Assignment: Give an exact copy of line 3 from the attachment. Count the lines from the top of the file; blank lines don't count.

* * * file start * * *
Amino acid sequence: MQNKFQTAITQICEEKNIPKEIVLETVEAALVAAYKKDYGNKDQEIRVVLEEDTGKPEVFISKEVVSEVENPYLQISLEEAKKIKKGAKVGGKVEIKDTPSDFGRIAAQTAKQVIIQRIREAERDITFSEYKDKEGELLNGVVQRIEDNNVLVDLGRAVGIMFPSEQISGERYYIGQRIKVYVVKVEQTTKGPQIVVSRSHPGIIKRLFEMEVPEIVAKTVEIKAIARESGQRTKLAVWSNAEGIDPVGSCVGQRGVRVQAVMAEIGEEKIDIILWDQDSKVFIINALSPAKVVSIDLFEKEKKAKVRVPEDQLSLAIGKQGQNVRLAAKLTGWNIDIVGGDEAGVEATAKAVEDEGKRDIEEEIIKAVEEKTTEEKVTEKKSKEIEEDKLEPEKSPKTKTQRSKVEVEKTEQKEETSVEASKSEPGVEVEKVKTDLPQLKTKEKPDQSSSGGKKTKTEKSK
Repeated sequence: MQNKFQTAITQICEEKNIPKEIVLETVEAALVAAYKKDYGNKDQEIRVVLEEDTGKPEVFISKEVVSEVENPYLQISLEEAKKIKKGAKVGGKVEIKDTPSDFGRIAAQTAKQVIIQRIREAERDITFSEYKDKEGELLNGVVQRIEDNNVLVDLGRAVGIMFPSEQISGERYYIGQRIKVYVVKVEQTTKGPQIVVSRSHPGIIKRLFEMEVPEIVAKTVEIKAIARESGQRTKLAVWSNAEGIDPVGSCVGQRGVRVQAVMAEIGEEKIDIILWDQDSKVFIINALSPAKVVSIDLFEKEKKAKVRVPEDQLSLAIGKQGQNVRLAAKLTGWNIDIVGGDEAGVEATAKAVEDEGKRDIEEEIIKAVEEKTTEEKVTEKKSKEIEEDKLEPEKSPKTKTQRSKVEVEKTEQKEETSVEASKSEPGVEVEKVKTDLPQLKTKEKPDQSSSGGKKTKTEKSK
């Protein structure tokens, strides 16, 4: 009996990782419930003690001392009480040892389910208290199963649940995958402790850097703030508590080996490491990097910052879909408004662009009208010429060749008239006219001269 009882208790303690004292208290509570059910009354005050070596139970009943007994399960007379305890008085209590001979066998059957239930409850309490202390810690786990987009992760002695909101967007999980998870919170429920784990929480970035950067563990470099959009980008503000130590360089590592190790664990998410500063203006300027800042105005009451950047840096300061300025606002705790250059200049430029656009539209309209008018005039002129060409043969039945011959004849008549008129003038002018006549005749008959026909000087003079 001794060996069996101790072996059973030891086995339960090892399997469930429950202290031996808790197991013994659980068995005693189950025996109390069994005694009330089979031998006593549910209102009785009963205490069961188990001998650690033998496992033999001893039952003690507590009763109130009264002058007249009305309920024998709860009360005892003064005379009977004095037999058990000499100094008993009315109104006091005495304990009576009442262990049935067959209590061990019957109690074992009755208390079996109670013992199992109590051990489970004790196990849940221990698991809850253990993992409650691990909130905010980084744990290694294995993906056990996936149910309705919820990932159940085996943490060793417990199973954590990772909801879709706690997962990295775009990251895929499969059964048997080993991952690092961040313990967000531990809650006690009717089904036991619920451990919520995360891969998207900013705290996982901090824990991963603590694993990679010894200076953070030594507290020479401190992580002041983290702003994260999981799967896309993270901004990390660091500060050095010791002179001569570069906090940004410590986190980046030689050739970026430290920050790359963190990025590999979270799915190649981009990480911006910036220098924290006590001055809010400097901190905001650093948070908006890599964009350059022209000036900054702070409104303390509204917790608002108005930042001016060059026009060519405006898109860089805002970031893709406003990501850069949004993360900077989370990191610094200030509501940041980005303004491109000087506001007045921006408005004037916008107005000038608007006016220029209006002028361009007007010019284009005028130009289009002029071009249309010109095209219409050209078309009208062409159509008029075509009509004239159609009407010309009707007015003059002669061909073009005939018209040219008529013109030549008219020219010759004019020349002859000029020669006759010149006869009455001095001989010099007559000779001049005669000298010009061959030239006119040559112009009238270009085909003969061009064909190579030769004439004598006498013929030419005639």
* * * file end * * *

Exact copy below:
């Protein structure tokens, strides 16, 4: 009996990782419930003690001392009480040892389910208290199963649940995958402790850097703030508590080996490491990097910052879909408004662009009208010429060749008239006219001269 009882208790303690004292208290509570059910009354005050070596139970009943007994399960007379305890008085209590001979066998059957239930409850309490202390810690786990987009992760002695909101967007999980998870919170429920784990929480970035950067563990470099959009980008503000130590360089590592190790664990998410500063203006300027800042105005009451950047840096300061300025606002705790250059200049430029656009539209309209008018005039002129060409043969039945011959004849008549008129003038002018006549005749008959026909000087003079 001794060996069996101790072996059973030891086995339960090892399997469930429950202290031996808790197991013994659980068995005693189950025996109390069994005694009330089979031998006593549910209102009785009963205490069961188990001998650690033998496992033999001893039952003690507590009763109130009264002058007249009305309920024998709860009360005892003064005379009977004095037999058990000499100094008993009315109104006091005495304990009576009442262990049935067959209590061990019957109690074992009755208390079996109670013992199992109590051990489970004790196990849940221990698991809850253990993992409650691990909130905010980084744990290694294995993906056990996936149910309705919820990932159940085996943490060793417990199973954590990772909801879709706690997962990295775009990251895929499969059964048997080993991952690092961040313990967000531990809650006690009717089904036991619920451990919520995360891969998207900013705290996982901090824990991963603590694993990679010894200076953070030594507290020479401190992580002041983290702003994260999981799967896309993270901004990390660091500060050095010791002179001569570069906090940004410590986190980046030689050739970026430290920050790359963190990025590999979270799915190649981009990480911006910036220098924290006590001055809010400097901190905001650093948070908006890599964009350059022209000036900054702070409104303390509204917790608002108005930042001016060059026009060519405006898109860089805002970031893709406003990501850069949004993360900077989370990191610094200030509501940041980005303004491109000087506001007045921006408005004037916008107005000038608007006016220029209006002028361009007007010019284009005028130009289009002029071009249309010109095209219409050209078309009208062409159509008029075509009509004239159609009407010309009707007015003059002669061909073009005939018209040219008529013109030549008219020219010759004019020349002859000029020669006759010149006869009455001095001989010099007559000779001049005669000298010009061959030239006119040559112009009238270009085909003969061009064909190579030769004439004598006498013929030419005639």